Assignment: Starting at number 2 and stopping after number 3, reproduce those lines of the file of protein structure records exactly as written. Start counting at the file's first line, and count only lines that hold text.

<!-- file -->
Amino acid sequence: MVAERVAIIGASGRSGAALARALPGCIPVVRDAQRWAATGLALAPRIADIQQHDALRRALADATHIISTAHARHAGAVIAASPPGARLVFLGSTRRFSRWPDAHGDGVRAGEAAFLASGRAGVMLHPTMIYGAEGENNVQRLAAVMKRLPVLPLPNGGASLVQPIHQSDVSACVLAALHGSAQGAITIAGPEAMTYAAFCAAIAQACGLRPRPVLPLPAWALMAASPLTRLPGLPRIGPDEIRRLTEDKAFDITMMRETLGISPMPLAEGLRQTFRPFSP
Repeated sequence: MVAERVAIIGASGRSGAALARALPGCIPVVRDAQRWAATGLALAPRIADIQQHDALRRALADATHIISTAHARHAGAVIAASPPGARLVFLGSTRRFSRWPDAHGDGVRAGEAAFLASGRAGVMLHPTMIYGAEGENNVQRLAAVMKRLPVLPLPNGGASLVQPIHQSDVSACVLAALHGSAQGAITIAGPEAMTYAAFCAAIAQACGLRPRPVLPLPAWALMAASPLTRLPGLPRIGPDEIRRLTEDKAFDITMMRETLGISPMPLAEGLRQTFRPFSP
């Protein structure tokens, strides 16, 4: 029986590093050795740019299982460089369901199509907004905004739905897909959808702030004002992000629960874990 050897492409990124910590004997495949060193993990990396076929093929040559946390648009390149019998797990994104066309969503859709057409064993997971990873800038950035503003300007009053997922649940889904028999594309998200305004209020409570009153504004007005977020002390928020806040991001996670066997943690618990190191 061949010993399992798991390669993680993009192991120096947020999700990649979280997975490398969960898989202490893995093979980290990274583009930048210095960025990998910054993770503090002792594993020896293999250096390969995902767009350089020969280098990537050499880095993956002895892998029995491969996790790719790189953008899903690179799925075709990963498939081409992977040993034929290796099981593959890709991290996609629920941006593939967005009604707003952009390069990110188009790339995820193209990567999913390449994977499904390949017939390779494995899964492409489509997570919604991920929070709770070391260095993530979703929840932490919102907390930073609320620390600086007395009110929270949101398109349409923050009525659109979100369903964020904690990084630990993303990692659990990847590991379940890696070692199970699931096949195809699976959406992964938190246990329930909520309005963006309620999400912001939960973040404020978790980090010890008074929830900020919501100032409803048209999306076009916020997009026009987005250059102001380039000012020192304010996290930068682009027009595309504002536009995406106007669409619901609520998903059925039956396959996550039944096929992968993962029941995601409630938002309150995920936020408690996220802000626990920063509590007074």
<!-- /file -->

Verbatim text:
Repeated sequence: MVAERVAIIGASGRSGAALARALPGCIPVVRDAQRWAATGLALAPRIADIQQHDALRRALADATHIISTAHARHAGAVIAASPPGARLVFLGSTRRFSRWPDAHGDGVRAGEAAFLASGRAGVMLHPTMIYGAEGENNVQRLAAVMKRLPVLPLPNGGASLVQPIHQSDVSACVLAALHGSAQGAITIAGPEAMTYAAFCAAIAQACGLRPRPVLPLPAWALMAASPLTRLPGLPRIGPDEIRRLTEDKAFDITMMRETLGISPMPLAEGLRQTFRPFSP
């Protein structure tokens, strides 16, 4: 029986590093050795740019299982460089369901199509907004905004739905897909959808702030004002992000629960874990 050897492409990124910590004997495949060193993990990396076929093929040559946390648009390149019998797990994104066309969503859709057409064993997971990873800038950035503003300007009053997922649940889904028999594309998200305004209020409570009153504004007005977020002390928020806040991001996670066997943690618990190191 061949010993399992798991390669993680993009192991120096947020999700990649979280997975490398969960898989202490893995093979980290990274583009930048210095960025990998910054993770503090002792594993020896293999250096390969995902767009350089020969280098990537050499880095993956002895892998029995491969996790790719790189953008899903690179799925075709990963498939081409992977040993034929290796099981593959890709991290996609629920941006593939967005009604707003952009390069990110188009790339995820193209990567999913390449994977499904390949017939390779494995899964492409489509997570919604991920929070709770070391260095993530979703929840932490919102907390930073609320620390600086007395009110929270949101398109349409923050009525659109979100369903964020904690990084630990993303990692659990990847590991379940890696070692199970699931096949195809699976959406992964938190246990329930909520309005963006309620999400912001939960973040404020978790980090010890008074929830900020919501100032409803048209999306076009916020997009026009987005250059102001380039000012020192304010996290930068682009027009595309504002536009995406106007669409619901609520998903059925039956396959996550039944096929992968993962029941995601409630938002309150995920936020408690996220802000626990920063509590007074």